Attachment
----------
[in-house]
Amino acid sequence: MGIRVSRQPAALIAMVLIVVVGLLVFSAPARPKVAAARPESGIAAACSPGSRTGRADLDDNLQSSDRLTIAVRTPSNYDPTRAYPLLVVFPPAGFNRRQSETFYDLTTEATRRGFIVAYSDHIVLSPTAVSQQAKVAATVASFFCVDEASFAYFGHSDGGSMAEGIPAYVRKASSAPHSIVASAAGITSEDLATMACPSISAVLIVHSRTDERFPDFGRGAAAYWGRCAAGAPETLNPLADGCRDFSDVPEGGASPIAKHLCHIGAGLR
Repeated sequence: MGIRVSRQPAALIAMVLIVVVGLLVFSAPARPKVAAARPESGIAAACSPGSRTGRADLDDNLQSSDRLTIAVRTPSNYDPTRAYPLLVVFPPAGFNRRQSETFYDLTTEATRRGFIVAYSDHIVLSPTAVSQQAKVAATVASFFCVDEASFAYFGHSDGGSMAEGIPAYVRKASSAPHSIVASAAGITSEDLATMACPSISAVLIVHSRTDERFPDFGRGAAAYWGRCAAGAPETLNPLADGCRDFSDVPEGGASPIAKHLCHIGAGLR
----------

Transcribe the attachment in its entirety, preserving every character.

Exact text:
[in-house]
Amino acid sequence: MGIRVSRQPAALIAMVLIVVVGLLVFSAPARPKVAAARPESGIAAACSPGSRTGRADLDDNLQSSDRLTIAVRTPSNYDPTRAYPLLVVFPPAGFNRRQSETFYDLTTEATRRGFIVAYSDHIVLSPTAVSQQAKVAATVASFFCVDEASFAYFGHSDGGSMAEGIPAYVRKASSAPHSIVASAAGITSEDLATMACPSISAVLIVHSRTDERFPDFGRGAAAYWGRCAAGAPETLNPLADGCRDFSDVPEGGASPIAKHLCHIGAGLR
Repeated sequence: MGIRVSRQPAALIAMVLIVVVGLLVFSAPARPKVAAARPESGIAAACSPGSRTGRADLDDNLQSSDRLTIAVRTPSNYDPTRAYPLLVVFPPAGFNRRQSETFYDLTTEATRRGFIVAYSDHIVLSPTAVSQQAKVAATVASFFCVDEASFAYFGHSDGGSMAEGIPAYVRKASSAPHSIVASAAGITSEDLATMACPSISAVLIVHSRTDERFPDFGRGAAAYWGRCAAGAPETLNPLADGCRDFSDVPEGGASPIAKHLCHIGAGLR